What a summer it has been! Sunny and warm, relaxing as well as exciting and on top of that several concerts where I could sit right there in the audience, enjoying the music happening right in front of me. How I have missed that experience.
Indeed, getting to hear brilliant singers such as Ylva Gruen and Åsa Jönsson (also one half of the folk duo Duo Vox, whose summer programme I regretfully missed), my wonderful recital partner Nina Sandell and accordeon virtuoso David Wahlén reminded me of the inherent power in hearing music live, when and where music happens.
These thoughts also tie into a fantastic book I am reading at the moment: “Varifrån kommer musiken?” (“Where does music come from?”) by late Swedish composer and musicologist Gunnar Valkare. He presents arguments for the idea that music (together with dance!) is an ability that has developed through the human race’s evolution and that, looking back, music and dance are intrinsically tied together.
Today, we tend to think of music and dance as two separate things that sometimes (or, even, oftentimes) but not always or necessarily happen at the same time. Having grown up in the late 20th century, I am quite used to thinking of music not only as an activity but also as an object: as a sheet of music or a physical recording.
The probably most common objectified form of music nowadays is digital, ethereal, incorporeal. But – and this connects to Valkare’s arguments – even the digital recordings do not give a listener a musical experience until it is converted to something we can perceive through speakers or headphones, or for that matter interpreted visually in DAW software such as Logic Pro or Reason. (Although I would argue that looking at a visual representation of sound isn’t quite as pleasing as hearing it, but your mileage may vary.)
The more I think about it, the more I perceive a strong dichotomy between, on the one hand groups of enthusiastic amateurs performing together in for example a church choir, and on the other hand one or a handful of music creators sitting in front of computers creating sounds using only synthesizers and/or digitised facsimiles of physical instruments, such as virtual orchestra libraries and other sampled, highly realistic-sounding virtual instruments. (I already discussed these in an earlier blog post.)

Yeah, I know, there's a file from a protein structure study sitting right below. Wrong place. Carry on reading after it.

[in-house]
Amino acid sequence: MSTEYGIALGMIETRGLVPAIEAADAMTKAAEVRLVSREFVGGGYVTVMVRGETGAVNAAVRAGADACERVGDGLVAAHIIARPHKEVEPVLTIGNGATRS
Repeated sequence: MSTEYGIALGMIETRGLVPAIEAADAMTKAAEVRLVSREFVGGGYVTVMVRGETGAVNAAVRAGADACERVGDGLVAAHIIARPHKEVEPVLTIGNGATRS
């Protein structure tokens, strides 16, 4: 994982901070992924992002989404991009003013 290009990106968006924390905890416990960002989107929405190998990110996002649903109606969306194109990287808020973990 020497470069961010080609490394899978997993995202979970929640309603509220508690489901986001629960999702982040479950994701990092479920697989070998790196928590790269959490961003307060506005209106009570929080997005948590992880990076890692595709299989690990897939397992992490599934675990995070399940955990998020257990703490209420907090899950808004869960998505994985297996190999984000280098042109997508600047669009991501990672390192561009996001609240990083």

However, as I discussed this very topic with a friend the other day, we came to talking about raves and rave culture. I can’t shake the feeling that there is something very ritualistic about participating in a rave. I would never claim to be an avid or enthusiastic raver, but I have been to a few. Always far out in some forest, not necessarily legal or official, and always filled to the brim with people like little else.
Reading about the ritualistic role and nature of music in ancient societies as Gunnar Valkare describes it puts it not too far from losing yourself in the throng of more or less entranced people moving to (and, in essence, enforcing – even though the bodily sounds are easily drowned out by loudspeakers) a strong, pulsating beat. What is that if not communal music-making, music-enjoying, and a kind of loose, anarchistic choreography of bodies writhing, shaking, jumping, swaying together?
Two days ago I had the absolute pleasure of performing, myself, in a vocal quartet together with three brilliant singers. “Dansa min älskling” (“Dance, my darling”) is a suite of Latin American songs arranged by conductor and composer Yamandú Pontvik. That suite formed the backbone of last Saturday’s concert in Tonhallen in Sundsvall which also featured, besides Yamandú himself, his own band Ensemble Yamandú and the inimitable, brilliant folk singer Ulrika Bodén.
We had an audience in house of about a hundred, I think, and on top of that lots of people watching a livestream of the concert. Taking part in this project was definitely one of the highlights of this summer. I was a little nervous at first, seeing as I hadn’t performed in a proper concert in quite a while, but I quickly found my footing, so to speak. Judging by the reactions from the audience, our collective enthusiasm on stage found its way into everyone listening.
If things go at least somewhat according to plan, later this year I hope to get to tour with a recital programme of my own. The theme of the programme is death and life. (Yes, in that order.) It’s a colourful and interesting mix of songs by composers such as Antonín Dvořák, both Mendelssohn siblings, Max Reger and Swedish composers like Gunnar de Frumerie and Lars-Erik Larsson. I have also written new Swedish translations of poems by Johann Wolfgang von Goethe and Nikolaus Herman (as set by Fanny Mendelssohn and Max Reger, respectively) for this programme.
Next week I will show some new pictures of the latest developments regarding my new office-to-be. I will also unveil another project I am involved in as a writer, not composer (sic). Also, I really hope I will be able to show you some clips from the performances of my Sonata for Bassoon and Piano and septet Books on a Bookshelf.